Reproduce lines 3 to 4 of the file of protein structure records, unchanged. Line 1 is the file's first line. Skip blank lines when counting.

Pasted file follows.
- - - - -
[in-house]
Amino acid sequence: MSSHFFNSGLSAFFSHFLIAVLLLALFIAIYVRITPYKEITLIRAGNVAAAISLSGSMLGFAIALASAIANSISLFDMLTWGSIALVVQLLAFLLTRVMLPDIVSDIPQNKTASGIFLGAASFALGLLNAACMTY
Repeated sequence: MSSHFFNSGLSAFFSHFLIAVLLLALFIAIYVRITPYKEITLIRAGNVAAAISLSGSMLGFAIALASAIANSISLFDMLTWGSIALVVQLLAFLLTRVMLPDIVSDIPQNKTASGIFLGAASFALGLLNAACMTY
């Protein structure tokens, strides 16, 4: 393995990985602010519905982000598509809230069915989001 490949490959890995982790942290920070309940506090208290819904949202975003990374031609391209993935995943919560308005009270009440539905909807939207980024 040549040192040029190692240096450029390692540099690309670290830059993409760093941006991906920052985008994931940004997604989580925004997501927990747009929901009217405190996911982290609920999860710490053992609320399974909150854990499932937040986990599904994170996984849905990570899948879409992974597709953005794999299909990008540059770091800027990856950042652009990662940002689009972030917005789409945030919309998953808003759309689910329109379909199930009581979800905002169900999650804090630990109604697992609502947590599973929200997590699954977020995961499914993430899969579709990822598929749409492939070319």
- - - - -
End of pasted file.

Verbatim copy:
Repeated sequence: MSSHFFNSGLSAFFSHFLIAVLLLALFIAIYVRITPYKEITLIRAGNVAAAISLSGSMLGFAIALASAIANSISLFDMLTWGSIALVVQLLAFLLTRVMLPDIVSDIPQNKTASGIFLGAASFALGLLNAACMTY
């Protein structure tokens, strides 16, 4: 393995990985602010519905982000598509809230069915989001 490949490959890995982790942290920070309940506090208290819904949202975003990374031609391209993935995943919560308005009270009440539905909807939207980024 040549040192040029190692240096450029390692540099690309670290830059993409760093941006991906920052985008994931940004997604989580925004997501927990747009929901009217405190996911982290609920999860710490053992609320399974909150854990499932937040986990599904994170996984849905990570899948879409992974597709953005794999299909990008540059770091800027990856950042652009990662940002689009972030917005789409945030919309998953808003759309689910329109379909199930009581979800905002169900999650804090630990109604697992609502947590599973929200997590699954977020995961499914993430899969579709990822598929749409492939070319």